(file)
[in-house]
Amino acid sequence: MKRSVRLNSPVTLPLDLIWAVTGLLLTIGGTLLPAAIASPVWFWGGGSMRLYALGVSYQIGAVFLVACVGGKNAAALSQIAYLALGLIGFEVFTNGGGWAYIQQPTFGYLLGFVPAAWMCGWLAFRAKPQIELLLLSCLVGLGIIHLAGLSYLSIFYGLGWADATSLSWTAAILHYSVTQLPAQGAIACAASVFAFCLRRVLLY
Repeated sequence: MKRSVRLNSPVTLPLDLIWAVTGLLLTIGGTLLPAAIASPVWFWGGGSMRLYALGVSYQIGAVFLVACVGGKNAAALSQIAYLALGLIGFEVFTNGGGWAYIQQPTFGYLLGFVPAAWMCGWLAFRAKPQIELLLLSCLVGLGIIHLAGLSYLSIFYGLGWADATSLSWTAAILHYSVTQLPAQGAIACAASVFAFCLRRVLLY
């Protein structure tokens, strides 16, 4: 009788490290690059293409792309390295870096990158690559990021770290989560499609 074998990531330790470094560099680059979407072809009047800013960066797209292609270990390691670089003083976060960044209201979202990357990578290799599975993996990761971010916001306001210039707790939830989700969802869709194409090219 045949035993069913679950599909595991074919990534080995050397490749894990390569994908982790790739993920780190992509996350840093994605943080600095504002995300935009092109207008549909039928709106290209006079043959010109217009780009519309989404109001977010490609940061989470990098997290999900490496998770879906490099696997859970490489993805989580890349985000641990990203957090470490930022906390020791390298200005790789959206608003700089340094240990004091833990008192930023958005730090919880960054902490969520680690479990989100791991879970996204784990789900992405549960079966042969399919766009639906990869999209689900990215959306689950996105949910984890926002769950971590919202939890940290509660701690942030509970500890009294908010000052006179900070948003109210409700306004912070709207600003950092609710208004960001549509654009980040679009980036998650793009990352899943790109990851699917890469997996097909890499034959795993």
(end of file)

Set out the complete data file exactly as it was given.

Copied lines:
[in-house]
Amino acid sequence: MKRSVRLNSPVTLPLDLIWAVTGLLLTIGGTLLPAAIASPVWFWGGGSMRLYALGVSYQIGAVFLVACVGGKNAAALSQIAYLALGLIGFEVFTNGGGWAYIQQPTFGYLLGFVPAAWMCGWLAFRAKPQIELLLLSCLVGLGIIHLAGLSYLSIFYGLGWADATSLSWTAAILHYSVTQLPAQGAIACAASVFAFCLRRVLLY
Repeated sequence: MKRSVRLNSPVTLPLDLIWAVTGLLLTIGGTLLPAAIASPVWFWGGGSMRLYALGVSYQIGAVFLVACVGGKNAAALSQIAYLALGLIGFEVFTNGGGWAYIQQPTFGYLLGFVPAAWMCGWLAFRAKPQIELLLLSCLVGLGIIHLAGLSYLSIFYGLGWADATSLSWTAAILHYSVTQLPAQGAIACAASVFAFCLRRVLLY
């Protein structure tokens, strides 16, 4: 009788490290690059293409792309390295870096990158690559990021770290989560499609 074998990531330790470094560099680059979407072809009047800013960066797209292609270990390691670089003083976060960044209201979202990357990578290799599975993996990761971010916001306001210039707790939830989700969802869709194409090219 045949035993069913679950599909595991074919990534080995050397490749894990390569994908982790790739993920780190992509996350840093994605943080600095504002995300935009092109207008549909039928709106290209006079043959010109217009780009519309989404109001977010490609940061989470990098997290999900490496998770879906490099696997859970490489993805989580890349985000641990990203957090470490930022906390020791390298200005790789959206608003700089340094240990004091833990008192930023958005730090919880960054902490969520680690479990989100791991879970996204784990789900992405549960079966042969399919766009639906990869999209689900990215959306689950996105949910984890926002769950971590919202939890940290509660701690942030509970500890009294908010000052006179900070948003109210409700306004912070709207600003950092609710208004960001549509654009980040679009980036998650793009990352899943790109990851699917890469997996097909890499034959795993």